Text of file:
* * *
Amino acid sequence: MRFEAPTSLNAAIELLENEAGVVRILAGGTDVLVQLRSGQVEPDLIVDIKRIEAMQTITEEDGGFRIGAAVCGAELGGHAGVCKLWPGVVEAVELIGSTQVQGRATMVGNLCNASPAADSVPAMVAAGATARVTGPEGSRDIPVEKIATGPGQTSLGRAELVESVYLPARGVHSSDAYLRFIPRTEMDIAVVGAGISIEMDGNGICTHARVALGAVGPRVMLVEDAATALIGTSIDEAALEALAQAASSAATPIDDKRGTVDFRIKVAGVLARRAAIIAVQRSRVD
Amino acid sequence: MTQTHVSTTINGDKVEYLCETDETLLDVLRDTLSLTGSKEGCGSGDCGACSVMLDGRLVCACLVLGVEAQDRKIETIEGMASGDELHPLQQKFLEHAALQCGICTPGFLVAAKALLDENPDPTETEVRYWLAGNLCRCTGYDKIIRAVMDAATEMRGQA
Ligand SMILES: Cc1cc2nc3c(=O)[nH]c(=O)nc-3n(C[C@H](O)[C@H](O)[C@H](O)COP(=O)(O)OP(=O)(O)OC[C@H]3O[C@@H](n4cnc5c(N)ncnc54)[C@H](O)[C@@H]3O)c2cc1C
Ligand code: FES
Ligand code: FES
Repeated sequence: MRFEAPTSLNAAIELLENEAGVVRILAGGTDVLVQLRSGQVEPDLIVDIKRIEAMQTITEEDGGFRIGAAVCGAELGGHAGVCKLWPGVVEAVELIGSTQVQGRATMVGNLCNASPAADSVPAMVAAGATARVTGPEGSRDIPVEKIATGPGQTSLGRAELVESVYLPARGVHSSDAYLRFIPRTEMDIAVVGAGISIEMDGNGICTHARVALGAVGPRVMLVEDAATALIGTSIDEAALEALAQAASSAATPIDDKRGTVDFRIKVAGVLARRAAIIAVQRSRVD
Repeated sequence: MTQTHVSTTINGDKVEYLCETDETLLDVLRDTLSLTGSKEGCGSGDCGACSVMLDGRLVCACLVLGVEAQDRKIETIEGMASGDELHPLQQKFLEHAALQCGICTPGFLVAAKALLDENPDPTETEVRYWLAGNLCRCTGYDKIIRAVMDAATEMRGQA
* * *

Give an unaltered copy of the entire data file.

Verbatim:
Amino acid sequence: MRFEAPTSLNAAIELLENEAGVVRILAGGTDVLVQLRSGQVEPDLIVDIKRIEAMQTITEEDGGFRIGAAVCGAELGGHAGVCKLWPGVVEAVELIGSTQVQGRATMVGNLCNASPAADSVPAMVAAGATARVTGPEGSRDIPVEKIATGPGQTSLGRAELVESVYLPARGVHSSDAYLRFIPRTEMDIAVVGAGISIEMDGNGICTHARVALGAVGPRVMLVEDAATALIGTSIDEAALEALAQAASSAATPIDDKRGTVDFRIKVAGVLARRAAIIAVQRSRVD
Amino acid sequence: MTQTHVSTTINGDKVEYLCETDETLLDVLRDTLSLTGSKEGCGSGDCGACSVMLDGRLVCACLVLGVEAQDRKIETIEGMASGDELHPLQQKFLEHAALQCGICTPGFLVAAKALLDENPDPTETEVRYWLAGNLCRCTGYDKIIRAVMDAATEMRGQA
Ligand SMILES: Cc1cc2nc3c(=O)[nH]c(=O)nc-3n(C[C@H](O)[C@H](O)[C@H](O)COP(=O)(O)OP(=O)(O)OC[C@H]3O[C@@H](n4cnc5c(N)ncnc54)[C@H](O)[C@@H]3O)c2cc1C
Ligand code: FES
Ligand code: FES
Repeated sequence: MRFEAPTSLNAAIELLENEAGVVRILAGGTDVLVQLRSGQVEPDLIVDIKRIEAMQTITEEDGGFRIGAAVCGAELGGHAGVCKLWPGVVEAVELIGSTQVQGRATMVGNLCNASPAADSVPAMVAAGATARVTGPEGSRDIPVEKIATGPGQTSLGRAELVESVYLPARGVHSSDAYLRFIPRTEMDIAVVGAGISIEMDGNGICTHARVALGAVGPRVMLVEDAATALIGTSIDEAALEALAQAASSAATPIDDKRGTVDFRIKVAGVLARRAAIIAVQRSRVD
Repeated sequence: MTQTHVSTTINGDKVEYLCETDETLLDVLRDTLSLTGSKEGCGSGDCGACSVMLDGRLVCACLVLGVEAQDRKIETIEGMASGDELHPLQQKFLEHAALQCGICTPGFLVAAKALLDENPDPTETEVRYWLAGNLCRCTGYDKIIRAVMDAATEMRGQA